Vegan Spartan, a newly opened vegan restaurant in Hemel Hempstead owned by a Seventh-day Adventist married couple, hosted a 'Leap Year' family evening on 29 February 2020, in partnership with The Hub Church Plant, Watford.
Over 100 church members from Area 7 enjoyed a vegan buffet and live music with family, friends and local diners at the modern, spacious and relaxed surroundings of the restaurant situated at The Marlowes Shopping Centre.
Towards the end of the meal, as some diners started to order vegan desserts, the restaurant's management took the opportunity to reveal an exciting new community project.
Pastor Paul King-Brown, the new pastor at The Hub, stood and called restaurant manager, Elena Turturica to address the guests.
She announced that the restaurant has decided it will open its doors one Saturday a month, to provide the same buffet menu the diners paid for, "to homeless people and families struggling financially", for free. The announcement was greeted with widespread applause and approval.
Turtuica said the desire that the "beautiful" and "amazing" restaurant should have a greater impact in the community was shared and welcomed by the owners, management and staff.
Plans are being developed to work with local charities and schools. Pastor King-Brown has already pledged The Hub's support for the project and the restaurant in general. All the guests were invited to help and donate if able.
While a vegan restaurant is not a novel idea, Vegan Spartan has attracted much attention locally and further afield since it opened in November 2019.
Vegan Spartan was the idea of owners Ramona and Adrian Mateas who attend Stanborough Park Church and the Watford Romanian Company. They opened the restaurant due to their desire to have a place where they could eat tasty plant-based food, and the lack of options in the area.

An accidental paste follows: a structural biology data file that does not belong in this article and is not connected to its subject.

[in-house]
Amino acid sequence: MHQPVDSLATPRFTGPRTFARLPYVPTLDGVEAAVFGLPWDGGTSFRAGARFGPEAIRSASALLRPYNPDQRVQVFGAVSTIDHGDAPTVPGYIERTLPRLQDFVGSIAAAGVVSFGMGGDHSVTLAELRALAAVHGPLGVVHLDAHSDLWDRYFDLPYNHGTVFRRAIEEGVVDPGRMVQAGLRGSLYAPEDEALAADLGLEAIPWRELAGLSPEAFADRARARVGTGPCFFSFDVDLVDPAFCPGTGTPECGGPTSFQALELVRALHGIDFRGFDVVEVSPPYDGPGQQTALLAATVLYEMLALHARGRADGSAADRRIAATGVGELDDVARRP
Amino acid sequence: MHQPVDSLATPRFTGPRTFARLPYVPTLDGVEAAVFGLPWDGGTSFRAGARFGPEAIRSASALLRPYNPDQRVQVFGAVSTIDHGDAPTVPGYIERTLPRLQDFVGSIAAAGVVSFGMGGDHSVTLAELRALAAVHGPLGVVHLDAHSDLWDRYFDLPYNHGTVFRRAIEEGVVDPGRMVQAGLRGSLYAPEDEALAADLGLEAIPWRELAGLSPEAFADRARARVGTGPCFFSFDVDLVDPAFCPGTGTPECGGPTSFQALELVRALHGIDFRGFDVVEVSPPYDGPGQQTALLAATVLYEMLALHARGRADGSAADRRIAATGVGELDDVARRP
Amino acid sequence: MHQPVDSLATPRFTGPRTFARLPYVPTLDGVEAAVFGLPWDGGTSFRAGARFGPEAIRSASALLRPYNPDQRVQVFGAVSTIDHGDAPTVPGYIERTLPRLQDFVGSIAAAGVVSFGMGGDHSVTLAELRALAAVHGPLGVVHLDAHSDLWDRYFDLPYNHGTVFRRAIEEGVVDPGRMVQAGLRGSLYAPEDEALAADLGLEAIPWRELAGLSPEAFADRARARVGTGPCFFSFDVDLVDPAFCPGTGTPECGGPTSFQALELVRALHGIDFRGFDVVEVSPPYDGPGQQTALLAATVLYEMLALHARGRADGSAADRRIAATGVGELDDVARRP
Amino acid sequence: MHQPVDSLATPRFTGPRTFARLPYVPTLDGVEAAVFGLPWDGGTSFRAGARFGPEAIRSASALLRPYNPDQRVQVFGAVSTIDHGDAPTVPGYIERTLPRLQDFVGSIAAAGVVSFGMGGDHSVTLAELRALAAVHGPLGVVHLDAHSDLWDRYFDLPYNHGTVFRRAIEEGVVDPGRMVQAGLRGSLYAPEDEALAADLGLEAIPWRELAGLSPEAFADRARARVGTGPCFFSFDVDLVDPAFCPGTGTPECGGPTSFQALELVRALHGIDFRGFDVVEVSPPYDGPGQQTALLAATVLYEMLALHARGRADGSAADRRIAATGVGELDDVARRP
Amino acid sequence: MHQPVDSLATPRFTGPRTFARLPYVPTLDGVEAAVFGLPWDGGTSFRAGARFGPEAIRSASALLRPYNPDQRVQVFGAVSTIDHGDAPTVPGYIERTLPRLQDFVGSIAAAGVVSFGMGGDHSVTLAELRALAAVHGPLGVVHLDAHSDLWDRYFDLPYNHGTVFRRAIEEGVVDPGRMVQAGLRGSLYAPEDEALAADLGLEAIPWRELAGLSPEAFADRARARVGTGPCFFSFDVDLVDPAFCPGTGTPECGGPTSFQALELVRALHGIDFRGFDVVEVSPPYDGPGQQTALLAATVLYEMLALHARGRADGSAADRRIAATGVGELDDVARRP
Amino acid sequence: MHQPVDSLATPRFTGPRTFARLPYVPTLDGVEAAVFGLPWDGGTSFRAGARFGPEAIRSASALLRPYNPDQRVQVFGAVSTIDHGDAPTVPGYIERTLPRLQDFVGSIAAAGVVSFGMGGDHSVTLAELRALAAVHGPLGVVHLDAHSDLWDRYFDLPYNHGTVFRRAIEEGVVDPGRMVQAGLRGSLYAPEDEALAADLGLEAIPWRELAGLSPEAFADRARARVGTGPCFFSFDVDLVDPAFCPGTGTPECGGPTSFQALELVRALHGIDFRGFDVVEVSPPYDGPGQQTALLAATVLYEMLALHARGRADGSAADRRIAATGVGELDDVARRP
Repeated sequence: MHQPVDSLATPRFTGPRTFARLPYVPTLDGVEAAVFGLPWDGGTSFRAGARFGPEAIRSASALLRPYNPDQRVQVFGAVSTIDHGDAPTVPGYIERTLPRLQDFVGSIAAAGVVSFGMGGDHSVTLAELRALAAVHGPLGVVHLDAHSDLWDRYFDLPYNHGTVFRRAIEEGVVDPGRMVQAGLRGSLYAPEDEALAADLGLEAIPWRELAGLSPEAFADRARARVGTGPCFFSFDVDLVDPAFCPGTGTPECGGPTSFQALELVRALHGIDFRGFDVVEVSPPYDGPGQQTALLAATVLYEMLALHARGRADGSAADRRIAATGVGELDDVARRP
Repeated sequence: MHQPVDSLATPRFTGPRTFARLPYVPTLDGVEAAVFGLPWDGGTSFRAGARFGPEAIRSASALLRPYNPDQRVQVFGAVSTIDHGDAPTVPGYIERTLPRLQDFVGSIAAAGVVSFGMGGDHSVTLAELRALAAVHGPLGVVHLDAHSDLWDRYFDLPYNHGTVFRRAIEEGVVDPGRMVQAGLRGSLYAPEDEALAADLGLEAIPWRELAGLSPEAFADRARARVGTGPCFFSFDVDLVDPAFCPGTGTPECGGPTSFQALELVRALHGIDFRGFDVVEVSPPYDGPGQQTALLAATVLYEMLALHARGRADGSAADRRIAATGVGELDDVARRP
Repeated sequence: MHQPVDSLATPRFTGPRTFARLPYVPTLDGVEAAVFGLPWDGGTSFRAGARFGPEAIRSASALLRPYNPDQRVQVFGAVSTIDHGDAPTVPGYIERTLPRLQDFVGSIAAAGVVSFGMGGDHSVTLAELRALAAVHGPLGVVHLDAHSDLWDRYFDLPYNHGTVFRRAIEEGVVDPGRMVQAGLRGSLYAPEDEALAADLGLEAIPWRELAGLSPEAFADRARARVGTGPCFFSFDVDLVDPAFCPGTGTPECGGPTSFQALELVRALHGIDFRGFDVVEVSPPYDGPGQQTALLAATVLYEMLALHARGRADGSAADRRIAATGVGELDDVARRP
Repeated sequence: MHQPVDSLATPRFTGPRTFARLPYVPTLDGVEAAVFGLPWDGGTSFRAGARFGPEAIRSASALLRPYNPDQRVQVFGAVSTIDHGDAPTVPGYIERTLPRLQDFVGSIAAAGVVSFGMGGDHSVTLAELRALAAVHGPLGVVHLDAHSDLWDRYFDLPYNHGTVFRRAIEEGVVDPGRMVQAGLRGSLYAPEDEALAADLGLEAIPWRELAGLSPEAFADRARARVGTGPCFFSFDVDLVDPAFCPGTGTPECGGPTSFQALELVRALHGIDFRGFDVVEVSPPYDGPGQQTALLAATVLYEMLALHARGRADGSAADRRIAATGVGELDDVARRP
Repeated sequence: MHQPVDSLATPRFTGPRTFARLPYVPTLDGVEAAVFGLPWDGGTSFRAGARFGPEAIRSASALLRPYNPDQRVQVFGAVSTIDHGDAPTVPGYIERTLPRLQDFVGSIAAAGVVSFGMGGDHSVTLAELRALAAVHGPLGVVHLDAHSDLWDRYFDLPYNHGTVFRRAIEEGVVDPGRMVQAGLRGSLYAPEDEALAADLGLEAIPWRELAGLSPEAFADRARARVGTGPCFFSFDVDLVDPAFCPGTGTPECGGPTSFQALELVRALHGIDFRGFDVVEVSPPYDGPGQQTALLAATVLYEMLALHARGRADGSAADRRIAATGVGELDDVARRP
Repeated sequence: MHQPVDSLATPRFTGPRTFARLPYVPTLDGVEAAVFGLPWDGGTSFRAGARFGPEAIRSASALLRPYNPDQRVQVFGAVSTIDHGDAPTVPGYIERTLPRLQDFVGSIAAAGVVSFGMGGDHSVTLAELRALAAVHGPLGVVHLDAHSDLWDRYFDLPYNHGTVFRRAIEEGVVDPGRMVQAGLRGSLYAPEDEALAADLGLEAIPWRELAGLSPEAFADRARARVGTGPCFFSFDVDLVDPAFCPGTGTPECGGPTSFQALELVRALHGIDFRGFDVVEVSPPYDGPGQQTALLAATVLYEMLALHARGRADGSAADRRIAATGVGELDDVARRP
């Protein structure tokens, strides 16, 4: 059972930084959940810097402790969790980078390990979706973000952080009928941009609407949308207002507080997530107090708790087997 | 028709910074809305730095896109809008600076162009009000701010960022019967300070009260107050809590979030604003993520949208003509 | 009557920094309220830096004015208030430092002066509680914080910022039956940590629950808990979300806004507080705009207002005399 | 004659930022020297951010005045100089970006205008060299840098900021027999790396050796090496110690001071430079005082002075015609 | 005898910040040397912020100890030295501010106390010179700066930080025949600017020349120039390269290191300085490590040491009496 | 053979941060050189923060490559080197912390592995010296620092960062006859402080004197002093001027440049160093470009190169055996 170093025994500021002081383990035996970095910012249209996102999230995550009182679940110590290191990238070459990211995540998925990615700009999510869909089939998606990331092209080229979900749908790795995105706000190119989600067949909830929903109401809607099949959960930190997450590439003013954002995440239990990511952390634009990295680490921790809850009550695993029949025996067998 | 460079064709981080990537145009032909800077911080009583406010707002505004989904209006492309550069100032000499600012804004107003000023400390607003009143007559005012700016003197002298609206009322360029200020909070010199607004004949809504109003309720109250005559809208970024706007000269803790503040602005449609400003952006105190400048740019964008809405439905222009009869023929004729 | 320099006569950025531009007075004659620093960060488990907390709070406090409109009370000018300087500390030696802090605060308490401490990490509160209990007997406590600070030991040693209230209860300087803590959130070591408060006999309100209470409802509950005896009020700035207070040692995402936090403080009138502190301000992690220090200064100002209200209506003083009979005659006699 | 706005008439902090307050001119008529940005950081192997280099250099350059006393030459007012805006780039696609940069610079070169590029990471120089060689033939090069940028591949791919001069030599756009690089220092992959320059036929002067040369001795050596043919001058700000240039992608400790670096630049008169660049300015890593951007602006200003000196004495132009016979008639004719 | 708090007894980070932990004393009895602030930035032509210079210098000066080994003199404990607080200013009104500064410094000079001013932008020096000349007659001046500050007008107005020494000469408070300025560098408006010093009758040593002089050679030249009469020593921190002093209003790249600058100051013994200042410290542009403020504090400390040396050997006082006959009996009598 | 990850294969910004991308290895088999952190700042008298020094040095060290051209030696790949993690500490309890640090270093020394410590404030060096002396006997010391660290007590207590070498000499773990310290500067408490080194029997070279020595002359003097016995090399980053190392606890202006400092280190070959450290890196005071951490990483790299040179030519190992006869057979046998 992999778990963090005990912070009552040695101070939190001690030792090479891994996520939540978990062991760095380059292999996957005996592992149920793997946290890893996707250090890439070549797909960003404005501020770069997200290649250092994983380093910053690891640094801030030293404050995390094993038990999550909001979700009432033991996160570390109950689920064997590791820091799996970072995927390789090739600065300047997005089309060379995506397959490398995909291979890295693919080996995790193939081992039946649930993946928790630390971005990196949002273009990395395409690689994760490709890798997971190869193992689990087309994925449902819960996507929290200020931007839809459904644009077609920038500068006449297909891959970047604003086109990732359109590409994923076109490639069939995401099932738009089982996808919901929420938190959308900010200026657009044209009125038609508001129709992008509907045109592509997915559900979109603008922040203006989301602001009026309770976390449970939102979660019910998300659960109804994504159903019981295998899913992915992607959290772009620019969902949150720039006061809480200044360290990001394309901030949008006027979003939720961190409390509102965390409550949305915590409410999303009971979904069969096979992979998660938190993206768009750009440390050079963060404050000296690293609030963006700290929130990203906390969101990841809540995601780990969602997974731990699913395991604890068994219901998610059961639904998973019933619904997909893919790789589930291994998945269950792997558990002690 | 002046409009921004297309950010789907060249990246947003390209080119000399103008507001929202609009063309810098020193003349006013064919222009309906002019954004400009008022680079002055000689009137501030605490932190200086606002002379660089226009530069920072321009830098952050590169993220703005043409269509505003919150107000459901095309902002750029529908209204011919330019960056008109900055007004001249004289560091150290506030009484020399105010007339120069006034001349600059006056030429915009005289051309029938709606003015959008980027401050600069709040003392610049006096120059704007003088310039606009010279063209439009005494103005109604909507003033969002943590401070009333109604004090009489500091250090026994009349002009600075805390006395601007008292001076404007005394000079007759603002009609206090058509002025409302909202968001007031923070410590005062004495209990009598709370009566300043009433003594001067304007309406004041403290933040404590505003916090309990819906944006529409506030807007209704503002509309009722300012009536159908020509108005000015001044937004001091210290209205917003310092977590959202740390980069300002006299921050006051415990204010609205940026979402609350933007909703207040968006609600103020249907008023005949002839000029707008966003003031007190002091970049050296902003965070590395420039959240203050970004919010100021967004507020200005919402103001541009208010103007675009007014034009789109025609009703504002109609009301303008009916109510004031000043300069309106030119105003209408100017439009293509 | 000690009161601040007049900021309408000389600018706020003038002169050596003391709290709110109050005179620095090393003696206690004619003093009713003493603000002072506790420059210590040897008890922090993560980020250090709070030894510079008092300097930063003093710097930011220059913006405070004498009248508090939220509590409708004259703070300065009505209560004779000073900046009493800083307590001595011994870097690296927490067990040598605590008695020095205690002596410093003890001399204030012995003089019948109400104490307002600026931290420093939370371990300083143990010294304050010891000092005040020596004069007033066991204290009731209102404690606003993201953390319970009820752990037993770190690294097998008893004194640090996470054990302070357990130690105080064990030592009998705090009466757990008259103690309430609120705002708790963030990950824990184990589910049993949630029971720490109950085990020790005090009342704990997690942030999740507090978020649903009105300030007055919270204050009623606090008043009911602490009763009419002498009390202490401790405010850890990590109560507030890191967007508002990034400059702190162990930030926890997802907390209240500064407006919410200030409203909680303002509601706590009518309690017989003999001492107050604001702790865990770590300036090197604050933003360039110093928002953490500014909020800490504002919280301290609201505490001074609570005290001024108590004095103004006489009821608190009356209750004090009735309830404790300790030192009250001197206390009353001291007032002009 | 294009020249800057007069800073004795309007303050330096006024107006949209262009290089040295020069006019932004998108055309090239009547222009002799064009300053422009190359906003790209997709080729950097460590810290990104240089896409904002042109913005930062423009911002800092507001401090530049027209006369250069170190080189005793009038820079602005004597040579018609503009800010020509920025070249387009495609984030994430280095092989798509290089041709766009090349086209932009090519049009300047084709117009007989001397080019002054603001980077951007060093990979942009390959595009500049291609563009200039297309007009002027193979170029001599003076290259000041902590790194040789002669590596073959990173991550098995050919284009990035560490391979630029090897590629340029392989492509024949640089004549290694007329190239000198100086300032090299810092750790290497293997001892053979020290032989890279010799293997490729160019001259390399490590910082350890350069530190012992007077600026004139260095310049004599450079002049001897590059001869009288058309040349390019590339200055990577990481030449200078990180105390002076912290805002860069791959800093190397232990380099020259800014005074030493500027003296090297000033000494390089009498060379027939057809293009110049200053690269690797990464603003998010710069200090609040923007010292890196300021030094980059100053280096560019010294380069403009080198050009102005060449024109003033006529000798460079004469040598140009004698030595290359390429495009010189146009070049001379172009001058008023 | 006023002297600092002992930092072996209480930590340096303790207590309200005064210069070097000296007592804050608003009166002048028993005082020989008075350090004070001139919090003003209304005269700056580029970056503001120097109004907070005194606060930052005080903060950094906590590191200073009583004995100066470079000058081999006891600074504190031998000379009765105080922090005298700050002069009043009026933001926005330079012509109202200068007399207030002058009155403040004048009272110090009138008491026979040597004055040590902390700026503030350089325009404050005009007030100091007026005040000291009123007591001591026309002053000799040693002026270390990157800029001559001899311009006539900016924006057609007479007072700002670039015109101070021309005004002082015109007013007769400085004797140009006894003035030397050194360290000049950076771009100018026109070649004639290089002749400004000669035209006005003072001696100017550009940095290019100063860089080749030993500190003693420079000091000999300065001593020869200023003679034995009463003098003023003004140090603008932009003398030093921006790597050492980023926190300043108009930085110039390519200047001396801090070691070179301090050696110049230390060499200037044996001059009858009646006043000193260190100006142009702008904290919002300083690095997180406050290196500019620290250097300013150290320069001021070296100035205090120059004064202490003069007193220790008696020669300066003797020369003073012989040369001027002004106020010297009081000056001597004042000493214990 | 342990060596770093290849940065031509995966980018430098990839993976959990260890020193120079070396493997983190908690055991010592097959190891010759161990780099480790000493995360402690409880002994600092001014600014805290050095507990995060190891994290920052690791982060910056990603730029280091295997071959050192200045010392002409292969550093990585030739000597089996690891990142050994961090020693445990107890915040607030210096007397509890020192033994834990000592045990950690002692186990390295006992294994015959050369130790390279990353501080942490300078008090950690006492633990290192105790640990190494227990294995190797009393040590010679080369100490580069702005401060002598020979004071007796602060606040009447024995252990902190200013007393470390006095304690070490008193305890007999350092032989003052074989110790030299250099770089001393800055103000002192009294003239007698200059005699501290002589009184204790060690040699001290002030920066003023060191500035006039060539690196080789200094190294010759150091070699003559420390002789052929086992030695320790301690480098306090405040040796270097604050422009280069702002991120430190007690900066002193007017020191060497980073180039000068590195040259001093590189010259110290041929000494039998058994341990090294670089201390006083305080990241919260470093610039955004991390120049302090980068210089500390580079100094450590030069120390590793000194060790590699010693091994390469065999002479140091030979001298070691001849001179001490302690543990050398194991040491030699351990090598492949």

In an interview during the event, Adrian Mateas revealed that although the restaurant was "still in the early stages, it has received a positive response from diners". Not only have they been impressed with the taste and quality of the food, and that everything is made in-house, "lots of people are asking, 'Why are you closed on Friday evenings and Saturday?' because it's something unusual, particularly for a restaurant." Diners and comments online from social media have questioned whether this can work, especially as they don't serve alcohol.
When asked about the challenges of not opening on the Sabbath, a smiling Mateas responded, "We trust that God will bless us on the other days" to make up for when the restaurant is closed.
Visitors to the restaurant's website veganspartan.co.uk can read the owners' statement on the Sabbath. A section on the 'About Us' page reads:
"Our faith in God is essential to us and we believe it enhances our moral values. Therefore we chose to respect our beliefs and have the restaurant closed from Friday at sunset to Saturday at sunset. We use this time to reconnect with our family and God and we cannot ask our staff to do otherwise."
The restaurant also advocates veganism on health, sustainability and ethical grounds. It promotes that a vegan diet as part of a healthy balanced lifestyle is better for the environment. Mateas asserts, that "beautiful food is possible without animal products."
When asked why the name Vegan Spartan was chosen, he said that it was to challenge the "misconception that if you're a vegan, you don't have strength, you're weak, you don't have enough protein."
"You can be a Spartan. You can have vigour. You can have strength like a warrior."